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Italian seismological witch hunt began

In June, this blog has informed about the looming trial against 6 Italian seismologists and one public official who were going to be charged with manslaughter (a less serious version of killing than murder). Some victims also demand a modest fee of $67 million from the 6-7 scientists.

The trial started this week.

They're charged with manslaughter because in 2009, they didn't tell the people in advance that there would be a magnitude 6.3 earthquake that would kill 309 inhabitants of L'Aquila. They told them that such a big earthquake was very unlikely and evacuation wasn't a sensible idea.

By saying this thing, they supposedly killed 309 people, the prosecution argues. Well, the very idea that you kill another person by telling or not telling him something seems extremely bizarre to me. At most, you could say that such an event could be classified as a "lie". But even this description is false because they didn't say invalid things deliberately. Instead, it was a particular prediction that was falsified by the subsequent events.

It is not clear to me whether the people who support the harassment of the scientists actually realize that big earthquakes can't be predicted – and it's pretty likely that there exist very good reasons why it will always be impossible to predict them, regardless of the progress in science. Vibrations and tensions influence each other and randomly add up or compensate others and in some cases, smaller vibrations may help bigger masses to cross a tipping point. While the release of the tension may be predictable, the growth of a quake is a black swan, an unusual event that may be unpredictable for fundamental reasons.

At any rate, no big earthquake has ever been predicted in advance.

The scientists said that there was virtually no danger because the best methods available to them led them to conclude that there was virtually no danger. Some people claim that the scientists should have said that there was some danger, like 5%, that a tragedy was going to occur. Except that this is not what the reality actually was: their methodology clearly indicated that the risk was vastly smaller than 5%. The probability that the previous smaller tremors would be a sign of a coming big earthquake is small enough so that the average number of people who would die during a hypothetical chaotic evacuation would exceed the expectation value of the casualties of the potential big earthquake (which is low because the probability is low). Because of all these considerations, the scientists recommended everyone not to panic.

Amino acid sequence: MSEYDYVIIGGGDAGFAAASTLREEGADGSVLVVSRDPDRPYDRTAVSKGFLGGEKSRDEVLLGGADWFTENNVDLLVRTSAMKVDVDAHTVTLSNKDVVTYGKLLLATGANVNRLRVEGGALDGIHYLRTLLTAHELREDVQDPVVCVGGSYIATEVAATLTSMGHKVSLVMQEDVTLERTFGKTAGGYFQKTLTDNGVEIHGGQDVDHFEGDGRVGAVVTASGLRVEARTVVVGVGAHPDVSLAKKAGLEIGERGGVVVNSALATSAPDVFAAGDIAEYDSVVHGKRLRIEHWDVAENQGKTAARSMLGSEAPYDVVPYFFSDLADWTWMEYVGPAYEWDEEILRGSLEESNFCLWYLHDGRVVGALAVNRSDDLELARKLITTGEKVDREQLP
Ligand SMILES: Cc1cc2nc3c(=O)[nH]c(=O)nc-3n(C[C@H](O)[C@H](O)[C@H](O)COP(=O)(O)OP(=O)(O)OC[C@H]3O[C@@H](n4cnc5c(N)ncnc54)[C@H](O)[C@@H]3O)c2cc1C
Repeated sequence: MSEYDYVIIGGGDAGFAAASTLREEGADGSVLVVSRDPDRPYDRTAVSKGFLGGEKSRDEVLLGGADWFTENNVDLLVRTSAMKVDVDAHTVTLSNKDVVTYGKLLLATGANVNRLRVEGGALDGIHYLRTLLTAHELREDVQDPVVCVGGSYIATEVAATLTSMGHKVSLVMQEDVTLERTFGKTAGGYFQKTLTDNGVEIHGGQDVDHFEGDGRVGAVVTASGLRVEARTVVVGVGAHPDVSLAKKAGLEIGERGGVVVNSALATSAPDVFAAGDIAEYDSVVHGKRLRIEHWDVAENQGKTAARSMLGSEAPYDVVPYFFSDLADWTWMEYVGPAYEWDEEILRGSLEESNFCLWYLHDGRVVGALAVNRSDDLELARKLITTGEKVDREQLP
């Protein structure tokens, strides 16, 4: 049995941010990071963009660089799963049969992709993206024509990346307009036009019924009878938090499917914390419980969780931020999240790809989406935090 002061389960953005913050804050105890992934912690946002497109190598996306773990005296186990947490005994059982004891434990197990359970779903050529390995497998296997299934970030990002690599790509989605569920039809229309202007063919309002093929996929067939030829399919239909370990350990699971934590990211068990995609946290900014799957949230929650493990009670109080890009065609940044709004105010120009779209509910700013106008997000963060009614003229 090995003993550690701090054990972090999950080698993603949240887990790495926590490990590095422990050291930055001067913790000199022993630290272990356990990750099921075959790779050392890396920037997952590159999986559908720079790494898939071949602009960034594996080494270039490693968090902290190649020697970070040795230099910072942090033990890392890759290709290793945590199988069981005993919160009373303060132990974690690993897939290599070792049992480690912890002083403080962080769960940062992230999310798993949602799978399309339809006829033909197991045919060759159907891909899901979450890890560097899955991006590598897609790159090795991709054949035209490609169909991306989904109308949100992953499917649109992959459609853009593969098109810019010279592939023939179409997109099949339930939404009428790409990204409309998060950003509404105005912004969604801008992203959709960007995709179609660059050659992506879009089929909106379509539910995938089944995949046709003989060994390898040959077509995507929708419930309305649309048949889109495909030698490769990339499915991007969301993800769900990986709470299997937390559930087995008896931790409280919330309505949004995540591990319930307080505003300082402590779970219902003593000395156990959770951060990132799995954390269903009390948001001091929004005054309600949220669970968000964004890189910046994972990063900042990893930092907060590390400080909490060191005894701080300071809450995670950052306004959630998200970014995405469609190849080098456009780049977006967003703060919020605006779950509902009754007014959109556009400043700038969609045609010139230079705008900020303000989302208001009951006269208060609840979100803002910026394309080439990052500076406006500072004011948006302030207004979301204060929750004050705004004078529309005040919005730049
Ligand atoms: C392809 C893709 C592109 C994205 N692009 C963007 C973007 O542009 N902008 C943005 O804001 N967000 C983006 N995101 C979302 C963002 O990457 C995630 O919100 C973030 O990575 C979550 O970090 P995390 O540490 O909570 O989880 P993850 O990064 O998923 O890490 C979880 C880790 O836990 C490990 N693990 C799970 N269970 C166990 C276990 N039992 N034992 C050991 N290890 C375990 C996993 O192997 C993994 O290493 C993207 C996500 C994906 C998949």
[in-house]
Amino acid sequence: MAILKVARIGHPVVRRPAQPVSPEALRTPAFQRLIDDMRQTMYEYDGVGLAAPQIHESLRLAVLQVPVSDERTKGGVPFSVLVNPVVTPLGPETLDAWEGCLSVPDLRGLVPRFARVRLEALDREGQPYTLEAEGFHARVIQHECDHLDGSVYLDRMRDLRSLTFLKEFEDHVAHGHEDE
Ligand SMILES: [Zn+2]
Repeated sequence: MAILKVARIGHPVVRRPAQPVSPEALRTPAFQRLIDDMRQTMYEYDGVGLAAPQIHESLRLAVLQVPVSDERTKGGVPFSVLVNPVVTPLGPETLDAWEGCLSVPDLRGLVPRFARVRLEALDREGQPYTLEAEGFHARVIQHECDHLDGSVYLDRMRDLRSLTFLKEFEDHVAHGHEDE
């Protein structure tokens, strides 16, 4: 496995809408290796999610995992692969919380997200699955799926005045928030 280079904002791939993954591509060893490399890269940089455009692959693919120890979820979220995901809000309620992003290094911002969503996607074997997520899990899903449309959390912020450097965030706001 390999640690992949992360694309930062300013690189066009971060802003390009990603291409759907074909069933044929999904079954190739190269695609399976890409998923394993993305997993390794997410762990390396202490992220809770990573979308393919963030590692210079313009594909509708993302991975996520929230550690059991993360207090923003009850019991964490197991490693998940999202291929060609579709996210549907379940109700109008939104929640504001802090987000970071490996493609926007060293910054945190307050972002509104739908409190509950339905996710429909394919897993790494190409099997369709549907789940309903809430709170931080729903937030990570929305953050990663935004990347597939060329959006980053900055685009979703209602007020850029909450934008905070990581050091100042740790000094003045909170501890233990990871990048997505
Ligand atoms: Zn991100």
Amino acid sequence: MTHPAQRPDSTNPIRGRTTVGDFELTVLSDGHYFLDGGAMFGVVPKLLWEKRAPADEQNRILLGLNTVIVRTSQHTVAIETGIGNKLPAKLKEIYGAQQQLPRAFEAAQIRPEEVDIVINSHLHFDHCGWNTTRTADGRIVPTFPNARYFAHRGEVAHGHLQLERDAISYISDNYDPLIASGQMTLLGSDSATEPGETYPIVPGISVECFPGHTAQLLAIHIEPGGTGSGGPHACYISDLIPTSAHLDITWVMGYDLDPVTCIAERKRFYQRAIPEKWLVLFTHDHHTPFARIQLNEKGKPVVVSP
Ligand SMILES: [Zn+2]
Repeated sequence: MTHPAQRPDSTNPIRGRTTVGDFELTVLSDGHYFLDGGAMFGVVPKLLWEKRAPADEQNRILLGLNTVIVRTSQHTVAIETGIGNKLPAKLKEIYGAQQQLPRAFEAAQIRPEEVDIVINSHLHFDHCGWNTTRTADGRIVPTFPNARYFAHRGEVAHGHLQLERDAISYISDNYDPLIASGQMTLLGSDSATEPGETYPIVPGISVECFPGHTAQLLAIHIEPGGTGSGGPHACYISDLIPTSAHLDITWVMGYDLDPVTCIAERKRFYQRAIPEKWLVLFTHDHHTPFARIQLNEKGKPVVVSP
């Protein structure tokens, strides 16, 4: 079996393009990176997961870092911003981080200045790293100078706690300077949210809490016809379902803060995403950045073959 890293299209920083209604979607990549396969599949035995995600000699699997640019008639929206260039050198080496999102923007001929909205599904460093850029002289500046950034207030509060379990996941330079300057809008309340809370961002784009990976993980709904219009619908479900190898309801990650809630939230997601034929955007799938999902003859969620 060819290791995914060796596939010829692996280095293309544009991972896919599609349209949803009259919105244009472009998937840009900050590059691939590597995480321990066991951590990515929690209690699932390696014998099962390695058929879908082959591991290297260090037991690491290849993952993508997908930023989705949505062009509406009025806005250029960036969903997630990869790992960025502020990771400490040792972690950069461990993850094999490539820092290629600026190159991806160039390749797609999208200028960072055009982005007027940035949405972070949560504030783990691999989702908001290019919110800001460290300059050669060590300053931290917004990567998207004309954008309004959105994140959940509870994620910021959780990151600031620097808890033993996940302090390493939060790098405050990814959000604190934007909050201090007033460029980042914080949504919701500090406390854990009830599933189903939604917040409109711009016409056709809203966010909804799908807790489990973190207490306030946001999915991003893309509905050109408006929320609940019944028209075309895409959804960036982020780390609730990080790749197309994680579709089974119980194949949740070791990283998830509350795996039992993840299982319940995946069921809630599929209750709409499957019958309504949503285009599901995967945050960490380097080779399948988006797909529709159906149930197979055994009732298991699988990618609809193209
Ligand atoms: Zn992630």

There is no currently available scientifically solid way to disprove the opinion that the probability of a big earthquake was indeed extremely tiny and that the earthquake only occurred by a chance because unlikely events with a nonzero probability sometimes have to occur. One could even suggest that it's plausible that the bigger earthquake had nothing to do with the previous tremors. It was surely bad luck for the 309 casualties and their families in L'Aquila but to suggest that this bad lack is the scientists' fault is just incredible. Rare natural catastrophes aren't caused by humans. And you can't or shouldn't decimate the seismological community of a nation just because the nation was affected by an earthquake.